And hats off to my colleagues Abigail Goben, Jason Puckett, Amy Buckland, and the others Barbara mentions in her blog post, who have similarly pledged to keep their work open to the public.

So how about you?

Beyond “good sources”

It’s been a long time since I’ve given a simple yes or no answer to the question, “would this be a good source for my paper?” but lately I’ve been getting even more nuanced in my answers (and probably the students are getting even more frustrated with my unwillingness to give them a straight answer!) by expanding greatly on my “that depends” answer.

First of all, I’ve been getting the impression for some time now that students conceptualize two kinds of sources: “good” sources and “bad” sources. “Good” sources, of course, are things like peer-reviewed scholarly journal articles. Most of them recognize this, or can learn to recognize it pretty quickly.

“Bad” sources are more complicated; they can generally suss out the random Geocities-esque pink-background-animated-gif kind of kooky web site. Some of them know that hoax websites exist because in high school (or, heaven help them, in college) a teacher or librarian showed them one and used it as an example of What Not To Cite.  But what about a newspaper article? Does it matter if it’s from the Washington Post or the Lafayette (IN) Journal and Courier?

What about a blog post?  Does it matter if it’s some random person’s blog, or the blog of a respected authority — or, for that matter, a blog at the New York Times?

And then there are sources that fall between those cracks: a whitepaper (written by, say, the UN World Food Programme, or the Heritage Foundation, or the Kentucky Secretary of State’s office).  Statistics from various sourcesERIC documents and digests.

So when the student asks me, “is this a good source?” my first response isn’t “yes” or “no,” but rather, “it depends on what you’re using it for.”  Or another way to put it, which is the way I’m trying to get my students to think about writing from sources: “what do you want this source to accomplish for you? What do you need it to do in your paper?  How will it function in your argument?”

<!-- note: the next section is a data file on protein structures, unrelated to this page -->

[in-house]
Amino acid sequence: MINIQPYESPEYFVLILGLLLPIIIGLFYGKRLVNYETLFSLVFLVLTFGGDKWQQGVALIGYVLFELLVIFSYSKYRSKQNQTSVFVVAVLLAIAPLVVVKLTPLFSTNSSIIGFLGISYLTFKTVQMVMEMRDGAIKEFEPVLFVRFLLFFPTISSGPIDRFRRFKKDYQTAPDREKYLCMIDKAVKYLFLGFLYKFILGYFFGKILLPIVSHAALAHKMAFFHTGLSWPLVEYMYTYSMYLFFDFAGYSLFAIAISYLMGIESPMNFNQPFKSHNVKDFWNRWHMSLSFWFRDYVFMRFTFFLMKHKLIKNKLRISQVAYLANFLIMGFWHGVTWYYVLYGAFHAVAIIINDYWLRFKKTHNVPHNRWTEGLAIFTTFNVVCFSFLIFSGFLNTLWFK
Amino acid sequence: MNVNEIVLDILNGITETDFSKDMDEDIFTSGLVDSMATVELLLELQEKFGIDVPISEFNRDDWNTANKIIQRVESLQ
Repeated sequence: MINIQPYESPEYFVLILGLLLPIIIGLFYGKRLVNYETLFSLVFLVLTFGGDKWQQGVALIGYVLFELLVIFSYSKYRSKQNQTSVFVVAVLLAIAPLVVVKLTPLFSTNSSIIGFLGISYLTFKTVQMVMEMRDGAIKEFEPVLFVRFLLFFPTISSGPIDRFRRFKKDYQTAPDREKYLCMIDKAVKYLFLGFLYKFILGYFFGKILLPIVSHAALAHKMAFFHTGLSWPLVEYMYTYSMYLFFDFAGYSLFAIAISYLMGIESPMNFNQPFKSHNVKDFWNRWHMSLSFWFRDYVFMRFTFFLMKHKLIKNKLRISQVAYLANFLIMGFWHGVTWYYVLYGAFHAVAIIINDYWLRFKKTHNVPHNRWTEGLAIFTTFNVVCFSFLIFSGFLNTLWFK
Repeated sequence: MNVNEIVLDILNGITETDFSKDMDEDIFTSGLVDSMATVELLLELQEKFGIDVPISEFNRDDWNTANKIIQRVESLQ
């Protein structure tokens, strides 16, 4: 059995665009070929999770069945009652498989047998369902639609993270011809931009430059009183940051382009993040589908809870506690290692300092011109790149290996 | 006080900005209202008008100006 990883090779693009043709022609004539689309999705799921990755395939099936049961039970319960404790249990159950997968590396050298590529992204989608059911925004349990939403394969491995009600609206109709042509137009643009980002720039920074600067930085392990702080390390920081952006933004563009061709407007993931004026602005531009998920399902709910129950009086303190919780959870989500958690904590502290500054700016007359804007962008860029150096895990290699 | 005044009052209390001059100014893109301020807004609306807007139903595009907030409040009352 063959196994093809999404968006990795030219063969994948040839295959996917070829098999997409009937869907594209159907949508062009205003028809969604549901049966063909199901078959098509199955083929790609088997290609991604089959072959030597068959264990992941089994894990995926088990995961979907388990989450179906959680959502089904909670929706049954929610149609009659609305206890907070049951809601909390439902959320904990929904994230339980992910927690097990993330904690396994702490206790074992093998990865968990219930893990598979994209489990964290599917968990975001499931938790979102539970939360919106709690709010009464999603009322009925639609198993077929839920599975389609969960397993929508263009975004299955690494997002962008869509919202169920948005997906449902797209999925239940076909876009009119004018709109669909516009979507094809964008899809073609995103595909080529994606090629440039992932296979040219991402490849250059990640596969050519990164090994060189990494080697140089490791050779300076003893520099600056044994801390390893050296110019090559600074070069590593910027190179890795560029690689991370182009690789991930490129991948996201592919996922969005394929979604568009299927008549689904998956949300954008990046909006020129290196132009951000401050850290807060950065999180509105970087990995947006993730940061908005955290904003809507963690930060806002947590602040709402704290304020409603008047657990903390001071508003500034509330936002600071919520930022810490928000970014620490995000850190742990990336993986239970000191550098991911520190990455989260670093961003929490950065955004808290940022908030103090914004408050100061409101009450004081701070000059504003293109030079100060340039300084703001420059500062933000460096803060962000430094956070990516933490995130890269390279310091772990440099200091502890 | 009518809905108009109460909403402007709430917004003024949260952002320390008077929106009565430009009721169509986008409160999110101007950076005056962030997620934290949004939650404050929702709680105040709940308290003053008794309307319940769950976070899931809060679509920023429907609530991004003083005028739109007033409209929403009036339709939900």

Because if what you need the source to do is demonstrate that Methodology A is effective at addressing Problem B, then yes, you probably do want peer-reviewed scholarly literature. If, however, you want to demonstrate that the mainstream media often casts Issue C in terms of Stereotype D and Dichotomy E (when in fact it’s far more complicated than that, etc. etc. etc.) then the New York Times is your go-to source.  (You may also want to throw in, say, the Washington Times and the Village Voice as examples of slightly less-mainstream rhetoric.)  A discussion forum post full of ((((hugs)))) and LOLs and twinkly-angel .gif images might be exactly the right source to illustrate the effects of Illness F on real people, and the impact of online networks of support in mitigating the stigmatization associated with that illness.

So it’s all about the purpose to which you intend to put the source, which is, in my experience, a hard leap for students to make from high-school writing, which from this angle seems to be mostly about marshaling sources that agree with you. It also places me perilously close to the line between teaching research skills and information literacy, and teaching rhetoric and writing.  It might be over that line, actually.  But I can’t help stepping there when helping students, and I wish I had better skills for explaining it and helping students to make that leap.

Google Books as index

This is going to be blindingly obvious to probably about 90% of my readers, but to the 10%1 for whom it isn’t, it might be a bit of useful knowledge.

I was teaching a class last week that focused primarily on print sources, and I was showing the students a selection of the books that had been put on reserve for their course.  One of the students asked, “are any of these books, or the other resources for this class, available online?”

Good question!

So I popped over to Google Books and showed them how many of the reserve books were online, but in “limited preview” or “snippet view” only.  One book, published in 1926, was out of copyright and therefore available in all its cover-to-cover glory.  So this was an enlightening diversion into the legal and economic ramifications of Google Books.

But one of the features (er, bugs, really) of some of the mid-20th-century books that this particular professor had put on reserve was their abysmal, or nonexistent, indexes.  Since the students would be combing through them looking for references to very specific items and issues, the lack of indexes was going to be a significant stumbling block for them.2